In this blog post I provide some detailed, up-to-date information about two philosophy PhD programs. This week's picks are Arizona State University and University of Alberta. These programs were chosen randomly, using an app called "Pickster." (Next week's picks are listed at the bottom of this post.) I updated this information myself, using the program's placement page and what I could find online. I aim to construct these posts with an eye to what can be seen about the programs from the APDA data set alone. This information has come from several sources, including current students and graduates. Prospective graduate students should look at the websites for the programs, linked above, for more complete information. The running tally includes select numbers from all of the programs covered so far.
- Arizona State is a small program, and Alberta is small to mid-sized, so I am missing information in some categories
- The academic placement rates of both programs are close to average, with Arizona State a bit above average
- The plurality of Alberta students and the majority of Arizona State students are in Value Theory
- Both programs have above average racial/ethnic diversity
- Arizona State students provided somewhat conflicting feedback on funding and training for teaching
Overall placement, 2012-present
Alberta appears to have had 21 graduates in this period, whereas Arizona State has had 12. Alberta placed 6 of these graduates into tenure-track or other permanent academic positions (29%), with 1 of these in a program that offers a PhD in philosophy (5%). Arizona State placed 5 into permanent academic positions (42%), with 1 in a program with a PhD (8%). Of Alberta's other graduates, 3 are in postdoctoral or fellowship positions, 6 have other temporary academic placements, 4 are in nonacademic positions, and 2 have no or unknown placement. Of Arizona State's other philosophy graduates, 2 are in postdoctoral or fellowship positions, 3 have other temporary academic placements, and 2 are in nonacademic positions. Too few Alberta students provided salary information or information on academic/nonacademic preference to report. Similarly, too few Arizona State students provided salary information, but 91% preferred an academic job.
Note that the overall proportion of 2012-2016 graduates from the 135 programs tracked by APDA in permanent academic positions is 36%, with 11% in PhD granting programs. The current database values for all 2012 and later graduates are 37% and 12%, respectively, with an overall average salary of $71,879.
Areas of Specialization, by Category
Including all past and current students in the APDA database, 25% of Alberta students are in LEMM, 39% are in Value Theory, 18% are in History and Traditions, and 18% Science, Logic and Math. 21% of Arizona State students are in LEMM, 63% are in Value Theory, 5% are in History and Traditions, and 11% are in Science, Logic and Math. For Alberta, the plurality of graduates 2012 onward placed into permanent academic positions were in Value Theory (50%), whereas for Arizona State these were split between LEMM and Value Theory (40% each).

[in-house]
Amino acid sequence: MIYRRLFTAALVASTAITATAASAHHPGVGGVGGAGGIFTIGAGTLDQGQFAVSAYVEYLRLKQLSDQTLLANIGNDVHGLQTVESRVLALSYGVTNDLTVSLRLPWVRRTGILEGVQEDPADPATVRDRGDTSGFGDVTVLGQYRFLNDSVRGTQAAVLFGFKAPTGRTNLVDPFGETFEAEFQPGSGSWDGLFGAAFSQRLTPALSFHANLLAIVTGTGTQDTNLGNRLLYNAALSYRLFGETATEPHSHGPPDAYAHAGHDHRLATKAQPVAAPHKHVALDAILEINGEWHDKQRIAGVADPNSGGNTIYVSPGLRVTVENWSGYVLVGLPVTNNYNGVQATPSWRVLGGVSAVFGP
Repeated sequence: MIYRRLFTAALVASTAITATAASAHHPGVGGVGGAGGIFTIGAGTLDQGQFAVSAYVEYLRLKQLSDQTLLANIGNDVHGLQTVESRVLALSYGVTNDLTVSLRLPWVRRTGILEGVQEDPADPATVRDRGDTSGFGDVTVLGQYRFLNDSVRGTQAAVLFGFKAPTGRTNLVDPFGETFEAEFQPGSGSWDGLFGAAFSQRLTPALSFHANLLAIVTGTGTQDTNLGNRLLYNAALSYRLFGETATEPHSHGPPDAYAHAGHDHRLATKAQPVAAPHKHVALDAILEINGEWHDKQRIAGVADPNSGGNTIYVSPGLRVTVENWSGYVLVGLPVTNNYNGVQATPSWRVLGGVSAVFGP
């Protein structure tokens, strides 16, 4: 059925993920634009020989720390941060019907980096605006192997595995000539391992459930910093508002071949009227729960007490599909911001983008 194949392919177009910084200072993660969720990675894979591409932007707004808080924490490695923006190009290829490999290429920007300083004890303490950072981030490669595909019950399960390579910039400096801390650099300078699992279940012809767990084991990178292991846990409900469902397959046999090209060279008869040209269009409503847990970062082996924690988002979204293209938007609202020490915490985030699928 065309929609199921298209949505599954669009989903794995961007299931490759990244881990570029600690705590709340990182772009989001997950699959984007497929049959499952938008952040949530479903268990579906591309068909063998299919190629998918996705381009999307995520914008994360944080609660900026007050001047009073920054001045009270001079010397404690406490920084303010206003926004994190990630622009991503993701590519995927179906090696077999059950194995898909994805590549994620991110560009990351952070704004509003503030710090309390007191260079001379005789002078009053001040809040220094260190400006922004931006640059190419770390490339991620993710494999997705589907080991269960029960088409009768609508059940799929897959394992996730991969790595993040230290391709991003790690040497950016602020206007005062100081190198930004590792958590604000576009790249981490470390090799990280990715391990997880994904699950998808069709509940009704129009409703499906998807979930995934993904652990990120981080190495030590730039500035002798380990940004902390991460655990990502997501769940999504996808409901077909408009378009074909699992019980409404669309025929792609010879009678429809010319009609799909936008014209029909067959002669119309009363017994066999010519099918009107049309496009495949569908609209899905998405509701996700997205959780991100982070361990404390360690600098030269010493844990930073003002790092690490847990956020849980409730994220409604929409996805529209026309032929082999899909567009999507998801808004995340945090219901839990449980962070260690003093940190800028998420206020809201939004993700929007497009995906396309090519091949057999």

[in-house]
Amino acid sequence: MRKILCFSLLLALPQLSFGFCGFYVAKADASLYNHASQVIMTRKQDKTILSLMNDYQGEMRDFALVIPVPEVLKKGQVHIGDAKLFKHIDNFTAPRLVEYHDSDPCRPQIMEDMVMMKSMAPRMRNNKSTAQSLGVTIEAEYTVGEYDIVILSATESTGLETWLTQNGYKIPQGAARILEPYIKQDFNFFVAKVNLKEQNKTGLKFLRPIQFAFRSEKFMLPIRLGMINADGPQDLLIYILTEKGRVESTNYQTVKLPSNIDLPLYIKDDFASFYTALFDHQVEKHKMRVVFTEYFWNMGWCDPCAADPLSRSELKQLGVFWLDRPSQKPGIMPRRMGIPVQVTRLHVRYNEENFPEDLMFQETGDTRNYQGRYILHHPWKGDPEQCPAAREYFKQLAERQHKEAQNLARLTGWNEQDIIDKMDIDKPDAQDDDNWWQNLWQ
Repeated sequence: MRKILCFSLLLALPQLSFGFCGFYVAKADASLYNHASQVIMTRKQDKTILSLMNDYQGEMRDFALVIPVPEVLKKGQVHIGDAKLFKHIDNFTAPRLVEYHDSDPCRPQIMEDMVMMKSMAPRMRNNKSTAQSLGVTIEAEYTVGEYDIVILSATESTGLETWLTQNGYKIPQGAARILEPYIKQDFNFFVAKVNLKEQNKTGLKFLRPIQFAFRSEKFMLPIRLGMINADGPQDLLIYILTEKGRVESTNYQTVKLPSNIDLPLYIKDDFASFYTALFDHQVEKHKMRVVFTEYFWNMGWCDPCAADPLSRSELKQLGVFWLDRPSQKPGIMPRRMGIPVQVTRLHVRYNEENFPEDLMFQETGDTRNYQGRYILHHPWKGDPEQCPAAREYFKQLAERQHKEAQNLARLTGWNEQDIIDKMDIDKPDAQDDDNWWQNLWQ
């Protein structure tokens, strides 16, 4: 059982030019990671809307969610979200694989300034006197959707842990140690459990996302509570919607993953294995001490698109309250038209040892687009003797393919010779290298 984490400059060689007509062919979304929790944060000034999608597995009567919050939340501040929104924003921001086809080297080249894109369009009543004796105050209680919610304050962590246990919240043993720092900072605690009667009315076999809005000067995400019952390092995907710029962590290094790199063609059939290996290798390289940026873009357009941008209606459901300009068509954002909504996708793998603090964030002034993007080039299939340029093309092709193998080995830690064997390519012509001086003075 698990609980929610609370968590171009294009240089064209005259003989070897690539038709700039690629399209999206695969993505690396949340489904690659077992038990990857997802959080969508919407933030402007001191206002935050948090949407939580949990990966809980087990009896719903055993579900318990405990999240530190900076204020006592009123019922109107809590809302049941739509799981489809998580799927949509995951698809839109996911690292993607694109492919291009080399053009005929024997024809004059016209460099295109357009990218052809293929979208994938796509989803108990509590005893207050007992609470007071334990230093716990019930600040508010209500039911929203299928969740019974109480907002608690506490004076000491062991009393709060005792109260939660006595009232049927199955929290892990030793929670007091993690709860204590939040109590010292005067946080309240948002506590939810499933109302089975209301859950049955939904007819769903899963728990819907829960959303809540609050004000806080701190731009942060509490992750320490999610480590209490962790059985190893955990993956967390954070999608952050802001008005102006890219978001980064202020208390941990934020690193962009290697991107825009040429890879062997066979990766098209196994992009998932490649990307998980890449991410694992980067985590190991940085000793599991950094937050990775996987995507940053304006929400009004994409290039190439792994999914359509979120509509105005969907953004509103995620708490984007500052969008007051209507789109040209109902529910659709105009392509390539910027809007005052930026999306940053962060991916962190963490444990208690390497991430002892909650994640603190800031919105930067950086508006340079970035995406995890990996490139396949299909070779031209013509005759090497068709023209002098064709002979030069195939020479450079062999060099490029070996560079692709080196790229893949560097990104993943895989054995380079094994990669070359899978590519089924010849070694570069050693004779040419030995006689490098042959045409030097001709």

Note that the current database values for all past graduates and current students are 27% in LEMM, 34% in Value Theory, 24% in History and Traditions, and 15% in Science, Logic, and Math.
Including all past graduates and current students, 24% of those from Alberta are women (33% of current students, 23% of past graduates), whereas 34% of Arizona State students are women (39% of current students, 31% of past graduates).
29% is the overall proportion reported by APDA in 2017. Current database values are 31% for all past graduates and current students, 37% for current students, and 28% for past graduates.
Including all past graduates and current students, 25% of those who answered questions about race and ethnicity from Alberta identified as something other than White, non-Hispanic. This number is 43% for Arizona State.
13% is the overall proportion reported by APDA in 2017. The current percentage in the database is 15%.
Too few Alberta students provided SES information to report. 13% of Arizona State students were first generation, spanning the lower to upper classes.
The percentage of all survey respondents who are first generation college students is 23.3% (CI: 20.7% to 26.0%), compared to 31% for all United States doctoral degree recipients in 2015.
Alberta students did not provide public comments on how philosophy could be more inclusive, but Arizona State students provided two:
Learn more about how other cultures have tried to handle philosophical ideas.
Overall I think philosophers and this department could do a better job of making philosophy more approachable to the general public and other academic departments.